Hamamelis Virginiana, better known as witch hazel, is a plant found in North America that has been used in traditional to soothe skin irritation and inflammation (Mosby’s Handbook of Herbal and Natural Supplements). It’s got a lot of anti-abilities: anti-inflammatory, antiviral, antibacterial, and anti-oxidant. It’s also been shown in studies with animals to have a vasoconstrictive effect, making it beneficial to people with varicose veins (Archives of Dermatology). Reports vary on whether it’s safe to ingest or will cause GI tract and liver damage.
In folk medicine, witch hazel is used as an anti-inflammatory because it contains tannins, which has astringent properties and binds and precipitates proteins (NYU Medical Center, Cornell University). The tannins are removed in the distillation process for commercially available witch hazel extract, but it’s still believed to have soothing properties.
In a double-blind study with 41 people, researchers found that a 10% solution of distilled witch hazel helped to treat inflammation in UV-erythema. However, it wasn’t as effective as 1% hydrocortisone (Journal of the German Society of Dermatology). Another study testing UVB-erythema when included in an after-sun lotion found similar results (Dermatology). And the proanthocyanidins in it were found to have soothing and anti-inflammatory effects, while also reduceing transepidermal water loss (Phytochemistry). In studies with rats it’s been shown to reduce adjuvant-induced paw swelling (Journal of Pharmacy and Pharmacology). And other studies have found reason to think that witch hazel might help atopic dermatitis (Archives of Dermatology).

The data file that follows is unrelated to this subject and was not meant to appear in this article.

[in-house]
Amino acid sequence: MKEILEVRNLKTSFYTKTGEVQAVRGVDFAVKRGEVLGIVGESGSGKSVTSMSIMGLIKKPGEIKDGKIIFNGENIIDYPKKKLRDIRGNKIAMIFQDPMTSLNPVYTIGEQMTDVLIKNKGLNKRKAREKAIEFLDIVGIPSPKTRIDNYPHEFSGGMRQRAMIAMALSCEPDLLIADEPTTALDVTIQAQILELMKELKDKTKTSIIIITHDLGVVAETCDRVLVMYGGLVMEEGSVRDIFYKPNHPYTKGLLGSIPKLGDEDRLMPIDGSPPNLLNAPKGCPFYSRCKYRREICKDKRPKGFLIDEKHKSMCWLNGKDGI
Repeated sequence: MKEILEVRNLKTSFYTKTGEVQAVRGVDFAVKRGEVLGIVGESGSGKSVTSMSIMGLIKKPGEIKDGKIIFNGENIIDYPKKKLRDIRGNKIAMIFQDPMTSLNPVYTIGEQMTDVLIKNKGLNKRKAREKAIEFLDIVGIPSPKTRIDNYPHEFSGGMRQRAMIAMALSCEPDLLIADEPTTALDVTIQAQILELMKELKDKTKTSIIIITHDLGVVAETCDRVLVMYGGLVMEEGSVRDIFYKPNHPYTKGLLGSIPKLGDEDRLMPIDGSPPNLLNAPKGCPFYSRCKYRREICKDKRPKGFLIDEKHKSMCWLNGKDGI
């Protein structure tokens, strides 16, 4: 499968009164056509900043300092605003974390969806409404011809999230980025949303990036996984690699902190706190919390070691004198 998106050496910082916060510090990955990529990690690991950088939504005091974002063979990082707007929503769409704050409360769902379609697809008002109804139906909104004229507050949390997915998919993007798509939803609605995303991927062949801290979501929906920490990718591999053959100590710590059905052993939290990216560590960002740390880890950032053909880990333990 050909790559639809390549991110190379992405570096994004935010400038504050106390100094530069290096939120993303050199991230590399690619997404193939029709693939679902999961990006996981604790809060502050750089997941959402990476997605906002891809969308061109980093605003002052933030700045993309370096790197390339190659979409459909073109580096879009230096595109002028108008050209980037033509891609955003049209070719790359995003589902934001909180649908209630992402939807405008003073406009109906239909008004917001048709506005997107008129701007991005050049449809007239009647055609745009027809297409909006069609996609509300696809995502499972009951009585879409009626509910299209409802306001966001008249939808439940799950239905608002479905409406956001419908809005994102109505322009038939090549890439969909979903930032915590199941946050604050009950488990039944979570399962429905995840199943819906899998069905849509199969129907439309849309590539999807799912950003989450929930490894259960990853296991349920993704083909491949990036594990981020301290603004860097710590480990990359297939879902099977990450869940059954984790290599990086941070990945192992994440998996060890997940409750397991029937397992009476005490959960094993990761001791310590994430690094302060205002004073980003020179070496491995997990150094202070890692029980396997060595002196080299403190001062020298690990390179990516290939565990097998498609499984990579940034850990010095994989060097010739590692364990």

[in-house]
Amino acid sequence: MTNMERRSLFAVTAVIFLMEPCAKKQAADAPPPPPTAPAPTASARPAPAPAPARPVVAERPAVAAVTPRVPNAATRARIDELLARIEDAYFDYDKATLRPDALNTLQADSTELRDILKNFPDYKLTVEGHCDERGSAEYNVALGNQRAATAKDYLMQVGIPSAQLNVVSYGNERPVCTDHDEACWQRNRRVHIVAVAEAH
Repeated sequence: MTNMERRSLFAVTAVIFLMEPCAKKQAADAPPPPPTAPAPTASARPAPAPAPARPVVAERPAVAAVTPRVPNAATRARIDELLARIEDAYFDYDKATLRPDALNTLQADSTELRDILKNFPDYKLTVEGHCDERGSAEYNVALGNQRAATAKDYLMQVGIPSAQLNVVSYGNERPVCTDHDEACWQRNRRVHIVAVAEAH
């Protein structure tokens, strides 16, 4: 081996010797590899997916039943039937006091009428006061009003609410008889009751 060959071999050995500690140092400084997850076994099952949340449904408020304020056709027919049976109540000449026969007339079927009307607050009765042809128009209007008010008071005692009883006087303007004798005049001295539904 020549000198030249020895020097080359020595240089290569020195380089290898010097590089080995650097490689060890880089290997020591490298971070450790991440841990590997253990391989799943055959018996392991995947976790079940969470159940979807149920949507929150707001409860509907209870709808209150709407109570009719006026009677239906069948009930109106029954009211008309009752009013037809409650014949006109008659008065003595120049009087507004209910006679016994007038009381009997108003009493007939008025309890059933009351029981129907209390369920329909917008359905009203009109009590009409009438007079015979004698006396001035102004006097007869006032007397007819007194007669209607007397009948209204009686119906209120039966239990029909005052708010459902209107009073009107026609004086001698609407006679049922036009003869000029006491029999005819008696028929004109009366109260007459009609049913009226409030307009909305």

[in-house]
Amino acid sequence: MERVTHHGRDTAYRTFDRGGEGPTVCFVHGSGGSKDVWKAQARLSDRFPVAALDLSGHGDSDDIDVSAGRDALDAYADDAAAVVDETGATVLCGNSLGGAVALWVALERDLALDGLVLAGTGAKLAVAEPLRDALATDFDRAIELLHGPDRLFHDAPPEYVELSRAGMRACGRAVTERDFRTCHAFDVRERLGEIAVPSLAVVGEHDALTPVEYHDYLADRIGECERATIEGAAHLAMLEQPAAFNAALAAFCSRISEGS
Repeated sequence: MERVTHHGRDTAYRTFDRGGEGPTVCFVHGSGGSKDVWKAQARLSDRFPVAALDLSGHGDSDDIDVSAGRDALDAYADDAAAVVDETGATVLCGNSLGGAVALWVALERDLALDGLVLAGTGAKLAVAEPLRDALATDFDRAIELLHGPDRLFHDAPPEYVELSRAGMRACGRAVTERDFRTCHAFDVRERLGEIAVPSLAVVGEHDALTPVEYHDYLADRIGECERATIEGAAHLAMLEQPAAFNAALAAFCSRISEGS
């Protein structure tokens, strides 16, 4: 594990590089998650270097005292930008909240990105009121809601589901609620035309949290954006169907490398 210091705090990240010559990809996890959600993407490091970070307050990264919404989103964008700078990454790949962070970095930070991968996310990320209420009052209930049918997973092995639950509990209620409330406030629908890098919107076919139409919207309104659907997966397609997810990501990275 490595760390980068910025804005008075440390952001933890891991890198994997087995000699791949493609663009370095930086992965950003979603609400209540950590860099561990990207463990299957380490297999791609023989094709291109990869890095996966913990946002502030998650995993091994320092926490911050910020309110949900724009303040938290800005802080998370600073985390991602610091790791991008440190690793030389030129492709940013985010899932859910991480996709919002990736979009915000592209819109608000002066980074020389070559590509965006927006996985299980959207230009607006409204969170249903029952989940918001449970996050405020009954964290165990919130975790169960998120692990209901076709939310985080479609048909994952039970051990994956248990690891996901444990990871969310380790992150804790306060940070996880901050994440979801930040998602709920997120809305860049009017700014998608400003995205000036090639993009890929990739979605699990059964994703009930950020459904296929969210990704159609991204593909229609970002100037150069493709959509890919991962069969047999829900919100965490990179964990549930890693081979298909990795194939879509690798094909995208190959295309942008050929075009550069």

In a study with 28 herbs, witch hazel was found to have the best free-radical scavenger products against the cytotoxicant peroxynitrite (Phytotherapy Research). In studies on mouse skin it was found to have antioxidant effects (Journal of Inflammation). One study done in vitro hypothesized that witch hazel polyphenols work with cells in a very particular way as an antioxidant. By creating prooxidative challenges, the extract causes an endogenous detoxifying reaction (Chemical Research in Toxicology). So, the tannins essentially kickstart your internal detoxifying system. Still, some studies suggest witch hazel is not the most effective antioxidant out there, saying green tea extract, for example, is better (Journal of Agriculture and Food Chemistry).[Read more: Spotlight On: Green Tea]
Antiviral & Antibacterial
Witch hazel has shown antibacterial behavior that’s being explored in treatment of diseases like herpes. One study suggested that the proanthocyanidins may have more of an effect intreatment than the anti-inflammatory and wound-healing tannins. A combination of the two is a potent healer, the study says (Natural Product Research Consultants, Inc.). However, this is the most-cited study with few others being performed — which means more research needs to be done.
Witch hazel has also been shown to work against periodontal bacteria — which is bacteria that affects the structures around teeth in the mouth. This study suggests it as a topical medication (Phytotherapy Research). Once again, this particular usage of witch hazel is not as well studied as its anti-inflammatory and antioxidant properties.
Native American populations have used witch hazel in folk medicine for a long time and studies show that it’s often quite effective. As an anti-inflammatory it can reduce UV-erythma and soothe skin. It’s also an antioxidant that is hypothesized to work by creating a prooxidative challenge that causes the internal detoxifying system to kick in. As for antibacterial and anti-viral properties, the beginning studies are really promising and further studies will confirm how well witch hazel works. Results vary about whether it causes damage when ingested. There may be some allergic reactions, but it’s otherwise beneficial when used topically.
Witch hazel is particularly effective as an astringent, so if you’re looking to get some on your skin, consider these:[Read More: Daily Question: Do You Really Need a Toner?]
- Thayers Witch Hazel Alcohol-Free Rose w/Aloe Vera ($8.65, Amazon.com)
- Dickinson’s Witch Hazel Formula Towelettes with Aloe ($3.99, Amazon.com)
- Humphreys Homeopathic Remedies Witch Hazel Astringent ($8.27, Amazon.com)